|Book Details :|
This book conforms to the latest recommendations for the design of steel and composite steel–concrete structures as described in Eurocode 3: Design of steel structures and Eurocode 4: Design of composite steel concrete structures. References to relevant clauses of the Codes are given where appropriate. Note that for normal steelwork design, including joints, three sections of EN 1993 are required:
• Part 1–1 General rules and rules for buildings.
• Part 1–5 Plated structural elements.
• Part 1–8 Design of joints.
Additionally if design for cold formed sections is carried out from first principles then Part 1–3 Cold formed thin gauge members and sheeting is also required. Whilst it has not been assumed that the reader has a knowledge of structural design, a knowledge of structural mechanics and stress analysis is a prerequisite. However, as noted below certain specialist areas of analysis have been covered in detail since the Codes do not provide the requisite information.
Thus the book contains detailed explanations of the principles underlying steelwork design and provides appropriate references and suggestions for further reading. The text should prove useful to students reading for engineering degrees at University, especially for design projects. It will also aid designers who require an introduction to the new Eurocodes.
For those familiar with current practice, the major changes are:
(1) There is need to refer to more than one part of the various codes with calculations generally becoming more extensive and complex.
(2) Steelwork design stresses are increased as the gamma values on steel are taken as 1,0, and the strength of high yield reinforcement is 500 MPa albeit with a gamma factor of 1,15.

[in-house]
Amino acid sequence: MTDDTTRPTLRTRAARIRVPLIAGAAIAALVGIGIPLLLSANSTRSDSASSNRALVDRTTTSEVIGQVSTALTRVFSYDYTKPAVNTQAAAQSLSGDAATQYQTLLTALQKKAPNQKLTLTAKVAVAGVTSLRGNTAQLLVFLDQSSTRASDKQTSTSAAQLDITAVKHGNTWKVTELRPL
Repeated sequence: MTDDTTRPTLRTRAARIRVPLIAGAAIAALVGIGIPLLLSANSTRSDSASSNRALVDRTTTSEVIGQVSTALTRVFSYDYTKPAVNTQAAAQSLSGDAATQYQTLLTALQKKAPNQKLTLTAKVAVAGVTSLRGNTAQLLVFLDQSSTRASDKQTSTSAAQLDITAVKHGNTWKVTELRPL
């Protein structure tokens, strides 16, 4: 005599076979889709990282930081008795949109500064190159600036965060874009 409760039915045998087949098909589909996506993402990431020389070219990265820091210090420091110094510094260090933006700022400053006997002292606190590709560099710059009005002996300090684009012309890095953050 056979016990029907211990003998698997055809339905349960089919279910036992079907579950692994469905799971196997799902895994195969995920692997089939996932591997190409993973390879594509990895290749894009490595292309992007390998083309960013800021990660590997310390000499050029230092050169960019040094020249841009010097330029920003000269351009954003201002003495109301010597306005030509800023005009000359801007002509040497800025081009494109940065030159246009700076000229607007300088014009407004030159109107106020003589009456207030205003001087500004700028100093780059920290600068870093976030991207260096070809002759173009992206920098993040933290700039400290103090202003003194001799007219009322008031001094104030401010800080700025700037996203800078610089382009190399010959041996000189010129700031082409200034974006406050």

(3) A deeper understanding of buckling phenomena is required as the Codes do not supply the relevant formulae.
(4) Flexure and axial force interaction equations are more complex, thus increasing the calculations for column design.
(5) The checking of webs for in-plane forces is more complex.
(6) Although tension field theory (or its equivalent) may be used for plate girders, the calculations are simplified compared to earlier versions of the Code.
(7) Joints are required to be designed for both strength and stiffness.
(8) More comprehensive information is given on thin-walled sections.
Lawrence Martin and John Purkiss would like to thank Long-yuan Li and Xiao-ting Chu for writing Chapter 11 on Cold-formed steel sections. The second author would like to thank Andrew Orton (Corus) for help with problems over limiting critical lengths for lateral–torsional buckling of rolled sections. The authors further wish to thank the following for permission to reproduce material:
• Albion Sections Ltd for Fig. 11.1
• www.access-steel.com for Figs 11.24 and 11.25
• Karoly Zalka and the Institution of Civil Engineers for Fig. 8.13